A/V Room









The Top 10 Worst Movies of 2004

Compiled by: Jack Foley

AS WITH any year at the movies, for any good film, there were plenty of rotten ones... and the stinkers this year were as ripe as ever (and I didn't even have to see them all!).

Having delivered a pre-Christmas turkey with last year's Gigli, Ben Affleck served up another this time around, with Surviving Christmas.

While some British efforts were truly appalling - although we'll come to those in a moment.

And for every good Summer blockbuster, such as The Bourne Supremacy and Troy, there were very many bad ones, with Thunderbirds and Van Helsing among the pick of the big budget flops.

But which, if any, of these made it into our annual list of turkies?

Let's start at the bottom...

10) The Butterfly Effect (15)

It is all deeply unpleasant stuff, told in such an uninvolving fashion that it ends being distasteful and unsatisfying. Kutcher doesn’t possess the talent to convince on any level that he is capable of intelligent thinking, while you can almost see him trying to remember his lines (under his breath), at one point, which lessens the impact of his character.
Review l Buy it

9) Van Helsing (12A)

Hollywood's thirst for action and special effects proves almost as insatiable as Dracula’s lust for blood in Van Helsing, the first big-budget extravaganza of the 2004 Summer season. Sadly, it makes for a viewing experience every bit as cold as the fanged one’s heart in this excruciatingly painful take on the vampire legend.
Review l Buy it

8) Resident Evil: Apocalypse

Resident Evil, the original, provided conclusive proof that computer game franchises very rarely (if ever) translate to film. Its sequel, subtitled Apocalypse, merely serves to underline that sentiment, as well as achieving a new benchmark in stupidity for this sort of thing in the process.
Review l Buy it

7) Suzie Gold (15)

The ensuing ‘comedy’ leaves no cliché unturned, and ends up being more offensive to Jewish customs than The Passion of The Christ, given that virtually every single character on show conforms to some form of ridiculous stereotype.
Review l Buy it

6) Catwoman (PG)

Without wanting to sound catty, it’s easy to see why the claws are out for Catwoman, the latest super-hero to hit the Big Screen. The film, which has comically been dubbed ‘the Showgirls of super-heroes’ by one US critic, is a cringe-inducing exercise in movie-making that appears to go out of its way to humiliate the talents of a former Oscar-winning actress.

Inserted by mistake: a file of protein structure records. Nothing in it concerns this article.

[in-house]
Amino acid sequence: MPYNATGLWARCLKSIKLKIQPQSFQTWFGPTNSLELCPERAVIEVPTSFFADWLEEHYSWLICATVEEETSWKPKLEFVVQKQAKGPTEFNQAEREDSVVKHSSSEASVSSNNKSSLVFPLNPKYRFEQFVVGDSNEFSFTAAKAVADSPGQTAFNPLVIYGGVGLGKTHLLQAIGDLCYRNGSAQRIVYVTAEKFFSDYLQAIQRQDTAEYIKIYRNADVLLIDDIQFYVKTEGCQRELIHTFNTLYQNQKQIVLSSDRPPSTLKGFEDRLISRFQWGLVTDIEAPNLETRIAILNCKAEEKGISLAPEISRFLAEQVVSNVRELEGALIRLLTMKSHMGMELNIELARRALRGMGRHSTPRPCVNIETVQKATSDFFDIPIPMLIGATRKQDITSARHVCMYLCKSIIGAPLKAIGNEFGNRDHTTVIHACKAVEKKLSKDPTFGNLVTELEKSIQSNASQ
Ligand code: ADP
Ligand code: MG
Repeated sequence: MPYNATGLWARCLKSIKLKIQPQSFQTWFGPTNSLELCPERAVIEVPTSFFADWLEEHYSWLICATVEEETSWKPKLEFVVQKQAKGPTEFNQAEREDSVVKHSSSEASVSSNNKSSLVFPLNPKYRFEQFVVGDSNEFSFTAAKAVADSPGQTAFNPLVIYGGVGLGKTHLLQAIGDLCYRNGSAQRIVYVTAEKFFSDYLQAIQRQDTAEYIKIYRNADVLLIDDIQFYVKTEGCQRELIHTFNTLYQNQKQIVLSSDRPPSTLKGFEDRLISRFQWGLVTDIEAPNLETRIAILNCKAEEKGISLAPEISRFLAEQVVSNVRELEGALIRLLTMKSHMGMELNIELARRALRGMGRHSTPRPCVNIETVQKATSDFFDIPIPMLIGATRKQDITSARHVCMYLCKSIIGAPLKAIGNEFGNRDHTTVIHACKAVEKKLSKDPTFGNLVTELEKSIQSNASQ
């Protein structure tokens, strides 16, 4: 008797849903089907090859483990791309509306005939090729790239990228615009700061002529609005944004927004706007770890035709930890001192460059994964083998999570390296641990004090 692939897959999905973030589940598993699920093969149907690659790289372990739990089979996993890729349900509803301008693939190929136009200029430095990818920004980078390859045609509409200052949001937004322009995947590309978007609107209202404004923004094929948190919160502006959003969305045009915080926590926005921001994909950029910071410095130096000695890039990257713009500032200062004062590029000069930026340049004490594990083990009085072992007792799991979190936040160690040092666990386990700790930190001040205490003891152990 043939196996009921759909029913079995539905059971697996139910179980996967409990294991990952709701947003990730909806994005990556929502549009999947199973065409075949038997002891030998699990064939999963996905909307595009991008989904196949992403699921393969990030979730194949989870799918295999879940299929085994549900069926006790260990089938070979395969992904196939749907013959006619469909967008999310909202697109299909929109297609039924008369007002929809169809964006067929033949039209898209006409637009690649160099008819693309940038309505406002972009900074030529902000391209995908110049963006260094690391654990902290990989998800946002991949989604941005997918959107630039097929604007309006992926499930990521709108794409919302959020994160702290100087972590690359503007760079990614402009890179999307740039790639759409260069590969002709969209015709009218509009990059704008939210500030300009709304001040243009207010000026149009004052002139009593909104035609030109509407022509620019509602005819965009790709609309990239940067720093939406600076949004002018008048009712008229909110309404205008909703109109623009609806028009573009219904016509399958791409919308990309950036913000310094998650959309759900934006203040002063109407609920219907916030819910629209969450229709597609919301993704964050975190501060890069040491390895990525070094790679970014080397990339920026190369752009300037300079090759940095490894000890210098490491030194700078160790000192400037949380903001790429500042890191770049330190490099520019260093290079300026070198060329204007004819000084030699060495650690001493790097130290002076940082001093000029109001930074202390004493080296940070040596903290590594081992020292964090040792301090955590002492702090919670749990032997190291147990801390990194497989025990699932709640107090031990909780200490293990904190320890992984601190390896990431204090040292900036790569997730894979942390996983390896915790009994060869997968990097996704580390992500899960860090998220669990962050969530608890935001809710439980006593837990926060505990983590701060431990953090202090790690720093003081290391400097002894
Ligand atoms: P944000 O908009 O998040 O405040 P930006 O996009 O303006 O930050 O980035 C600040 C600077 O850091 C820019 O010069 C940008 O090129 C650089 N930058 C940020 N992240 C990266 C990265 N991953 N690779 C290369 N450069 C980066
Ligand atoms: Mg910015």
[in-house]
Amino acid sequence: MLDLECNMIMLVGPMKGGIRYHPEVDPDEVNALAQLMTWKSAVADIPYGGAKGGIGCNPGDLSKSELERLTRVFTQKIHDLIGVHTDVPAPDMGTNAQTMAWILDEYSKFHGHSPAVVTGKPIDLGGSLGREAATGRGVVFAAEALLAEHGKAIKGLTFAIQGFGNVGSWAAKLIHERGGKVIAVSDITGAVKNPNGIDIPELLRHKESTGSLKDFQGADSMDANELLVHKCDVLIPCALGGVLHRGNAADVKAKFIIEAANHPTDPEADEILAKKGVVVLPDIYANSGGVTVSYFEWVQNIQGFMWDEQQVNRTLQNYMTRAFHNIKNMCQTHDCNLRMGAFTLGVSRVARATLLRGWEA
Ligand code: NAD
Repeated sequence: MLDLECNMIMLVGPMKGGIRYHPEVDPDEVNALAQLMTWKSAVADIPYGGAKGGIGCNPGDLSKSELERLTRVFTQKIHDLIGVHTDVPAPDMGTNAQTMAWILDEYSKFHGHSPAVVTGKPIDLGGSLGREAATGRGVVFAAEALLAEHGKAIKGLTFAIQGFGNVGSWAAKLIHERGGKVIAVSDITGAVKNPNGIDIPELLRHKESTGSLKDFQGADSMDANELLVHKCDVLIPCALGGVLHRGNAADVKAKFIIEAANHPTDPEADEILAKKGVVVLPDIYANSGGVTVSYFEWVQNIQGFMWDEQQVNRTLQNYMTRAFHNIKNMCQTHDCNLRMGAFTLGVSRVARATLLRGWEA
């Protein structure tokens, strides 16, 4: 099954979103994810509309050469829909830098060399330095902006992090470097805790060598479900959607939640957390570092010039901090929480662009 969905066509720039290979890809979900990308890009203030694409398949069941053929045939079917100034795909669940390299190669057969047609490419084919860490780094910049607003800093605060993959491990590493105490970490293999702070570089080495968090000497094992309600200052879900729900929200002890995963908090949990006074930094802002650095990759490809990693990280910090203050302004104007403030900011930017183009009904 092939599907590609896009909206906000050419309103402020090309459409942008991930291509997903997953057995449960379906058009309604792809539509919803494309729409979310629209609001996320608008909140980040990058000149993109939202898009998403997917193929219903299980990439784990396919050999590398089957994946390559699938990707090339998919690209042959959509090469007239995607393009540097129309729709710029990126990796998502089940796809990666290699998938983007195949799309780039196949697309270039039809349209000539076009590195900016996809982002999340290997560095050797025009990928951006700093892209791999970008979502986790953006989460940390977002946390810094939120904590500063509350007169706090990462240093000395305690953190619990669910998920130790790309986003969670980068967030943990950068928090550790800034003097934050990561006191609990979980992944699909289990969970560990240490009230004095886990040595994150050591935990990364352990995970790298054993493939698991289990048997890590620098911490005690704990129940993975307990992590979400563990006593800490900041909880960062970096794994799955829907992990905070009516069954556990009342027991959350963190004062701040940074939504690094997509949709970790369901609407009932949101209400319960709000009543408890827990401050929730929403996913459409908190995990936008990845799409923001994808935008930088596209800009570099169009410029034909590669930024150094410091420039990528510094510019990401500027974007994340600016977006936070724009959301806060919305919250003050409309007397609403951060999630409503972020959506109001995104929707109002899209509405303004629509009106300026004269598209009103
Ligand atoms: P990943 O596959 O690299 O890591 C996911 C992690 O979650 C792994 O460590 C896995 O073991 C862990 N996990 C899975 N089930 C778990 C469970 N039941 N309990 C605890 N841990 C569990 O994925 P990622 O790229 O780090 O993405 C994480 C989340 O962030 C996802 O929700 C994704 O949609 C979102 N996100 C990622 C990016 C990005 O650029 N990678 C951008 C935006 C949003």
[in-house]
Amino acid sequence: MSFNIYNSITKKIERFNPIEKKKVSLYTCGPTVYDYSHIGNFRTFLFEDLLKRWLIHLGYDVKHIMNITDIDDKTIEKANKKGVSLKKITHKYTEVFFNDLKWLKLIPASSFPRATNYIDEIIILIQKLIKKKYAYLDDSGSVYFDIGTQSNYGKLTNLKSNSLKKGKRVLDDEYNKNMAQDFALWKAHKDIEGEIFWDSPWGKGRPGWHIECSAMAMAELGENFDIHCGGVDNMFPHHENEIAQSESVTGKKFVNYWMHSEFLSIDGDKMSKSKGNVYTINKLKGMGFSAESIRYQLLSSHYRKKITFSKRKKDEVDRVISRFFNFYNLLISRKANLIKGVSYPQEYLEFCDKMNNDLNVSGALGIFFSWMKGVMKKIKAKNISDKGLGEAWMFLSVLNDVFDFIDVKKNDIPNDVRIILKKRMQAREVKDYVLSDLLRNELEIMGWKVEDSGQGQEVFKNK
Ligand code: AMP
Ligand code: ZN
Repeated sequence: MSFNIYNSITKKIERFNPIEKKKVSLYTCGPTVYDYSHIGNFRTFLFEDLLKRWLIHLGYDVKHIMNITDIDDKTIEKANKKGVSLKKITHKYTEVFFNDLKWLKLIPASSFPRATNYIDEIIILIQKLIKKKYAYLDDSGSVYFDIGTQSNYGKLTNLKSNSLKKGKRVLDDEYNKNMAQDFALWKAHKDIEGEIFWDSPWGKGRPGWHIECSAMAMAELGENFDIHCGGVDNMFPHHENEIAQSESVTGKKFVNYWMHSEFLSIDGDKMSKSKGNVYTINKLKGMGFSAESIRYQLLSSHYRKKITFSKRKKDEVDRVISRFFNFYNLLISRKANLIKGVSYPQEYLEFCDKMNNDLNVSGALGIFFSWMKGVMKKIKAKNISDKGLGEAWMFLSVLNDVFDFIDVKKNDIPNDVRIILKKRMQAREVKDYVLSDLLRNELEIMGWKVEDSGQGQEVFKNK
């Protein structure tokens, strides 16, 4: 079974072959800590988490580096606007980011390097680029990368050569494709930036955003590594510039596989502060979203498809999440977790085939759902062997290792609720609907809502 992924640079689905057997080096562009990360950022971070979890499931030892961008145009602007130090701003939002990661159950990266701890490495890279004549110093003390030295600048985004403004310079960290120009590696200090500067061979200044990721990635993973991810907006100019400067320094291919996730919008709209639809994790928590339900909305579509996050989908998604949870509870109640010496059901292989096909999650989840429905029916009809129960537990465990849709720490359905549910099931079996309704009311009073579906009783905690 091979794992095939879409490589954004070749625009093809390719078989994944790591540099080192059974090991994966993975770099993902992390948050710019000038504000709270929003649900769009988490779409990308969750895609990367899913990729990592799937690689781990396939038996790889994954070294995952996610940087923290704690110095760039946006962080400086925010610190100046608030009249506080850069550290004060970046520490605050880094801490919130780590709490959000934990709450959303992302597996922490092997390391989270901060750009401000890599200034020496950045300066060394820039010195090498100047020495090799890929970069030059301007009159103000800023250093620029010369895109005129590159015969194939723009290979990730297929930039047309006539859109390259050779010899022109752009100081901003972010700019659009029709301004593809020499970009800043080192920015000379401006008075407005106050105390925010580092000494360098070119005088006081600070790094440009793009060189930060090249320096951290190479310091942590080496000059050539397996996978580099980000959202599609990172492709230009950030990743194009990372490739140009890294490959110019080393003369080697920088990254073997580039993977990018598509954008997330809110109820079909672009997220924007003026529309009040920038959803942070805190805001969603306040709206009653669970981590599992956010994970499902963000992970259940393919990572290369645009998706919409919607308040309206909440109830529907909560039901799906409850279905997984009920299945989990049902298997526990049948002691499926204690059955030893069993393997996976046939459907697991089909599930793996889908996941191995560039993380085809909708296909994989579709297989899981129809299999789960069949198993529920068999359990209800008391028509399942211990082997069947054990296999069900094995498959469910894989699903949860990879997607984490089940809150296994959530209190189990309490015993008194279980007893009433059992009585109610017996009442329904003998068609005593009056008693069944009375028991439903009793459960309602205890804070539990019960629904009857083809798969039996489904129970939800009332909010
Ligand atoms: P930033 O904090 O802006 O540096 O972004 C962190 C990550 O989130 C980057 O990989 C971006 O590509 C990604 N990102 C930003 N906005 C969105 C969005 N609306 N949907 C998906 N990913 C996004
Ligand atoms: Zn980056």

Review l Buy it

5) Taxi (12A)

While the set-up sounds as though it could be fun, and the film follows pretty much the same format as Besson's sleeker original, it consistently raises groans instead of laughter and feels hopelessly mis-cast to boot. Fallon, especially, makes for an excruciatingly annoying lead character, consistently proving himself to be as inept a comedian as he is a cop. Review l Buy it

4) Thunderbirds (PG)

This is, at the end of the day, a children’s film which almost has a duty to appeal to the adults, given that it should be rekindling fond childhood memories, as well as inspiring the youth. Its failure to do so renders it distinctly less FAB than it clearly thinks it is, forcing viewers to pine for a return of the puppets. Review l Buy it

3) Churchill: The Hollywood Years (15)

In real life, Churchill made his two-fingered V for victory salute something of an iconic image, yet the only two-fingered salute audiences will want to give this film is something that means quite the opposite. It deserves to sink without trace at the box office.
Review l Buy it

2) The Calcium Kid (15)

Orlando Bloom may be well on the way to Hollywood super-stardom, thanks to impressive turns in the Lord of the Rings trilogy and Pirates of the Caribbean, but he suffers a heavy blow in his latest - a particularly wretched boxing comedy, that is likely to leave viewers feeling punch-drunk and sick.
Review l Buy it

1) The Principles of Lust (18)

An orgy, late on, feels voyeuristic and borderline pornographic, but pales into insignificance by comparison with her depiction of the world of bare-knuckle brawlers. There is no justification for showing such scenes, and no intention other than to shock, and the film fails to recover from it, ending up as a reprehensible work.
Review l Buy it

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